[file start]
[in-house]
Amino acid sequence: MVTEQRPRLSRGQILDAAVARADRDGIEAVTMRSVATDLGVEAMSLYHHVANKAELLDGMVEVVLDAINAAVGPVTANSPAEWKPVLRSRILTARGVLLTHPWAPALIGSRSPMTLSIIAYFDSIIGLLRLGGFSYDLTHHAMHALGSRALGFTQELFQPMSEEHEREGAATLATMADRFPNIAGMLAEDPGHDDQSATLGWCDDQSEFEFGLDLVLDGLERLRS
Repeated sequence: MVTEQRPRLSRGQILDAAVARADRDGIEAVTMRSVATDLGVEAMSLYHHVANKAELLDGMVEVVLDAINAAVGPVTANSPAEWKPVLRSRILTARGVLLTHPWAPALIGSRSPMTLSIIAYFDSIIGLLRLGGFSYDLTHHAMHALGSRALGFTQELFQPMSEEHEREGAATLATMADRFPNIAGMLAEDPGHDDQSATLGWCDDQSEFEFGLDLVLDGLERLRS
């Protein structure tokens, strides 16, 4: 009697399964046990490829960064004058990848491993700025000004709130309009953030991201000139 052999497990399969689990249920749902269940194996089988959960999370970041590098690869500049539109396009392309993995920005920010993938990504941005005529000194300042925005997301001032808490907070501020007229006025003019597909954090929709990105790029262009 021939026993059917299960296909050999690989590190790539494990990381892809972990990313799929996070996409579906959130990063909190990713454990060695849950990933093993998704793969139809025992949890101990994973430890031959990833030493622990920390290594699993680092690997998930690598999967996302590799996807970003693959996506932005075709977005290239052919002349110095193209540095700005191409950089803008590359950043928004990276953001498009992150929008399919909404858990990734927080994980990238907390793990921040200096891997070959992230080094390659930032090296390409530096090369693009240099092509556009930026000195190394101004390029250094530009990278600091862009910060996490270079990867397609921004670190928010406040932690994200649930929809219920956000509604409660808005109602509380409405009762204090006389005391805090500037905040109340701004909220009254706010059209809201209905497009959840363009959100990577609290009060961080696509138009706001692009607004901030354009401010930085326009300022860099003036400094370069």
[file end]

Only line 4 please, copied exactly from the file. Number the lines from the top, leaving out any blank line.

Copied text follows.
């Protein structure tokens, strides 16, 4: 009697399964046990490829960064004058990848491993700025000004709130309009953030991201000139 052999497990399969689990249920749902269940194996089988959960999370970041590098690869500049539109396009392309993995920005920010993938990504941005005529000194300042925005997301001032808490907070501020007229006025003019597909954090929709990105790029262009 021939026993059917299960296909050999690989590190790539494990990381892809972990990313799929996070996409579906959130990063909190990713454990060695849950990933093993998704793969139809025992949890101990994973430890031959990833030493622990920390290594699993680092690997998930690598999967996302590799996807970003693959996506932005075709977005290239052919002349110095193209540095700005191409950089803008590359950043928004990276953001498009992150929008399919909404858990990734927080994980990238907390793990921040200096891997070959992230080094390659930032090296390409530096090369693009240099092509556009930026000195190394101004390029250094530009990278600091862009910060996490270079990867397609921004670190928010406040932690994200649930929809219920956000509604409660808005109602509380409405009762204090006389005391805090500037905040109340701004909220009254706010059209809201209905497009959840363009959100990577609290009060961080696509138009706001692009607004901030354009401010930085326009300022860099003036400094370069």